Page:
Hello all and welcome back to the Excel Tip of the Week! This week, we have a Creator level post in which we are reviewing where you can add passwords to Excel – and which are strong and which are weak. This was last discussed in TOTW #216.
Excel password security
There are several places that you can add passwords to Excel – but not all of them are created equal. Some passwords are extremely secure and can be relied upon to protect your data. Others can be removed in minutes using tools easily downloaded from the web. So it’s important to know which is which!
Let’s start with the high-security options. An important note is that there is no password recovery for these; if you lose your password, you will lose your work.
To open the workbook
This box can be accessed while saving the file using the Windows Explorer interface, by clicking Tools => General options. It’s pretty well hidden! But setting a password here will lock and encrypt your data so that it cannot be opened without the password.
Note that earlier versions of Excel were vulnerable to methods which could remove a password; however anything from version 2010 or later will be highly secure if a strong password is used. So a long password with a large character set, and not based on guessable personal details.
To enter a VBA project
This can be accessed while in the VBA editor from right click => VBA project properties; however annoyingly you will need to fully close and restart Excel for it to take effect.
The password allows the code to run, but will prevent users from opening the project to view or amend it.
Other places you can set a password
All other Excel passwords are vulnerable to various hacks and exploits that can remove them – so you should treat them like a velvet rope – there to indicate that an area of the spreadsheet isn’t to be entered, but not actually going to keep anybody out if they really want to get in.
To make changes
On the same menu as adding a password to open the file (see above), you can also see the option to add a password that is needed to modify the file. While these passwords are secure, if the user can open the file without it, then it’s possible to copy all the data out.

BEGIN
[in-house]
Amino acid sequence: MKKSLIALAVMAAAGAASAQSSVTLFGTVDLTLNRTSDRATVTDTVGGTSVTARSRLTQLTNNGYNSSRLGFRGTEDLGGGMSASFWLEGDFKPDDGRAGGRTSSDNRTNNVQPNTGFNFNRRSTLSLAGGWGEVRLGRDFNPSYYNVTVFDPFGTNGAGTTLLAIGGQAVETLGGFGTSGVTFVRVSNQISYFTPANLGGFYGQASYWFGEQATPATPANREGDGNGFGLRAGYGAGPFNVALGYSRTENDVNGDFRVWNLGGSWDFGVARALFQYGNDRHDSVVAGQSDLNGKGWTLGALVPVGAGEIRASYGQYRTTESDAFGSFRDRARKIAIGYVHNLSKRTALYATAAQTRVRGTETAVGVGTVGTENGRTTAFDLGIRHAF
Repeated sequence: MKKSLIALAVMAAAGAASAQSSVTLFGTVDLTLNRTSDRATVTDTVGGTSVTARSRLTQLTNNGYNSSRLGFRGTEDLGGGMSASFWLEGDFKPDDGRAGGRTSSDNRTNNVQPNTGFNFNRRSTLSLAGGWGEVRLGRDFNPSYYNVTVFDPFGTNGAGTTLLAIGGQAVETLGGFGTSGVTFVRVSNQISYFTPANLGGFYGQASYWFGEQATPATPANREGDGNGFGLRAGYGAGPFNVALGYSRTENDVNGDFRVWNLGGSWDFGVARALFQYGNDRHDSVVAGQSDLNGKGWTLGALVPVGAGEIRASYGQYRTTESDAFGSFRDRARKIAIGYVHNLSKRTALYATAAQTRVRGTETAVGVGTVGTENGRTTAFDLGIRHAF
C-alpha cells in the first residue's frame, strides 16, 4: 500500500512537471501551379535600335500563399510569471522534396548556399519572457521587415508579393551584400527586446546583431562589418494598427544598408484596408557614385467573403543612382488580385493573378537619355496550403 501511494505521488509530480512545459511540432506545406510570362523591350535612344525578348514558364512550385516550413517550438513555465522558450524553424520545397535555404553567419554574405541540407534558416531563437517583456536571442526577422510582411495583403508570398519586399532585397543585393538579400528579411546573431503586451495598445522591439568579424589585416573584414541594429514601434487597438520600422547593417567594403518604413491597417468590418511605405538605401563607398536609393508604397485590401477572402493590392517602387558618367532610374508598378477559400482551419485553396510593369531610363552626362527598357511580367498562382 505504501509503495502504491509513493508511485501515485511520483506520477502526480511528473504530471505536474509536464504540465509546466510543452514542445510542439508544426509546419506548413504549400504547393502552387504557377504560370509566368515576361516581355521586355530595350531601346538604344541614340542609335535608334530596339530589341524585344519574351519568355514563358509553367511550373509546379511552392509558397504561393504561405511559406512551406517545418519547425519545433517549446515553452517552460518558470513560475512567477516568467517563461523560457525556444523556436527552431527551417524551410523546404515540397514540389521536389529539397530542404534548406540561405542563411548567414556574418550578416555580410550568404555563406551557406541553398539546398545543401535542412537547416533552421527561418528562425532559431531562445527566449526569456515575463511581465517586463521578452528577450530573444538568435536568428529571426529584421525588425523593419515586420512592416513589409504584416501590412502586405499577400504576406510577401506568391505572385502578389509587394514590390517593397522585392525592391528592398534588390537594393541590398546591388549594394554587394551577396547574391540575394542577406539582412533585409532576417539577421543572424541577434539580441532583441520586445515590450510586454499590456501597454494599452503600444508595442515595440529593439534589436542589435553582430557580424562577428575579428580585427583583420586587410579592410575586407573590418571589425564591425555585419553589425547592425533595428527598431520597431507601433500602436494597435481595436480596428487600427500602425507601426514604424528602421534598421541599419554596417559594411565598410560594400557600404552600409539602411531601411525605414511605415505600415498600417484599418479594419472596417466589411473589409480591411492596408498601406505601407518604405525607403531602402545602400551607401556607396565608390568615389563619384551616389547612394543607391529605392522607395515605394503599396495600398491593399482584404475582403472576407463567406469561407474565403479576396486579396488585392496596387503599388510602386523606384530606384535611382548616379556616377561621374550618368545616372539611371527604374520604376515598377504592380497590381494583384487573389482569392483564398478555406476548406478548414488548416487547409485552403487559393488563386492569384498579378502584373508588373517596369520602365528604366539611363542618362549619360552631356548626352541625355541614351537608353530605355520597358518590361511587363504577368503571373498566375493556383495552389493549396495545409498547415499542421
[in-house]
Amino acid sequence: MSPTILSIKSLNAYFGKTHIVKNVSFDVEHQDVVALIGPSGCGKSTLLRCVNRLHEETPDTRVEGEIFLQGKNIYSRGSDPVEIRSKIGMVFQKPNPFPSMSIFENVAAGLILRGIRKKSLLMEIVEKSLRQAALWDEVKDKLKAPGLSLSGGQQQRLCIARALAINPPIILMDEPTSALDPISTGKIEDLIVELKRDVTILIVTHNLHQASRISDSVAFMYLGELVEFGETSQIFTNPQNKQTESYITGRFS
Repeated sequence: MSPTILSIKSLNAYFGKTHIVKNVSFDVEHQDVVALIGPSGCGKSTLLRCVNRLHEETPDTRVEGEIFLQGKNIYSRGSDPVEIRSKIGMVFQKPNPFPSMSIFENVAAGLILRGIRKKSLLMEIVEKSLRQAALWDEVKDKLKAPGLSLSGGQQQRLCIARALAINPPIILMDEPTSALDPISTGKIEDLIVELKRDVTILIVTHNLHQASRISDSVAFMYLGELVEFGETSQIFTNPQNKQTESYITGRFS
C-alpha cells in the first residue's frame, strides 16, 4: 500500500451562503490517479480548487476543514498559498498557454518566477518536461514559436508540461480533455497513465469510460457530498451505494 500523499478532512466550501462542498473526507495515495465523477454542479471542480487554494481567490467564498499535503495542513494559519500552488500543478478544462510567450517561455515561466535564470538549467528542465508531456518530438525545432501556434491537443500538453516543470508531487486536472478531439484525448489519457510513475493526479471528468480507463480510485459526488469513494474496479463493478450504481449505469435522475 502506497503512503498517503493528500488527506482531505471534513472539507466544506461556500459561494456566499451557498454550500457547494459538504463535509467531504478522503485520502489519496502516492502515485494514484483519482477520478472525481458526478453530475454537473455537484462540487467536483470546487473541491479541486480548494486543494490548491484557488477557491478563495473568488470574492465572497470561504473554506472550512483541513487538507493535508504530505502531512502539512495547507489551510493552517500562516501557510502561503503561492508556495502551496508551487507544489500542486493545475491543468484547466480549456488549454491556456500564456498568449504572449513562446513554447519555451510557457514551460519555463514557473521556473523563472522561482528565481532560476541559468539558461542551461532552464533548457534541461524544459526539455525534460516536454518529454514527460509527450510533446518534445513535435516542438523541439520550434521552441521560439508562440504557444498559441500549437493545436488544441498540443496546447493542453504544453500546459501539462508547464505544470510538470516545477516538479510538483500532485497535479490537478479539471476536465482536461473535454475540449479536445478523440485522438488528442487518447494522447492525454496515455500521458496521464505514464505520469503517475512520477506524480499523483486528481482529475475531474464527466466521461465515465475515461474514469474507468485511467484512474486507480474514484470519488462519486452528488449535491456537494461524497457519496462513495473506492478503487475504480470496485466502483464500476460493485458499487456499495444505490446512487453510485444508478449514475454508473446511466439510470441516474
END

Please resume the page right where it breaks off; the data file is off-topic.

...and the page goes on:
To alter a specific worksheet
You can protect an individual worksheet by either right clicking on it and selecting Protect Sheet, or from Home => Format => Protect Sheet. There’s a long list of options of what will and won’t be protected:
The “locked” and “unlocked” cells at the top here refer to a formatting setting that each cell has – “locked” cells become uneditable when the sheet is protected, while “unlocked” cells do not. Every cell is locked by default and you can change from Home => Format => Lock cells.
To prevent unsharing or turning off track changes
This one is on the Review ribbon in older versions where file sharing was based on sharing from public file directories:
Rather a niche one here, but you can also exert a little control over what people you are sharing your workbook can do with it, such as turning off the sharing option or switching off track changes if you have enabled it.
To edit specific ranges in a shared workbook
This one has remained in later versions, under Review => Allow Users to Edit Ranges:
In combination with the earlier sheet protection, you can use this to grant specific people the permission to edit ranges. This isn’t an area where you can add a password so much as a specific exemption to a password that you can grant.
To move tabs, close windows, or otherwise change the workbook’s structure
This option isn’t very clearly named, being listed under Review => Protect Workbook:
The tickboxes here also are a bit opaque. Protecting the workbook structure prevents users from adding, deleting, or reordering the worksheets in the file. If you have created a second view window from View => New window, then ticking ‘windows’ will prevent users from getting rid of it.
There are many places you can add password protection to your worksheet – but it’s important to be clear about exactly what each accomplishes, and which are and which are not reliably secure. Think about it next time you want to keep Excel data secure.
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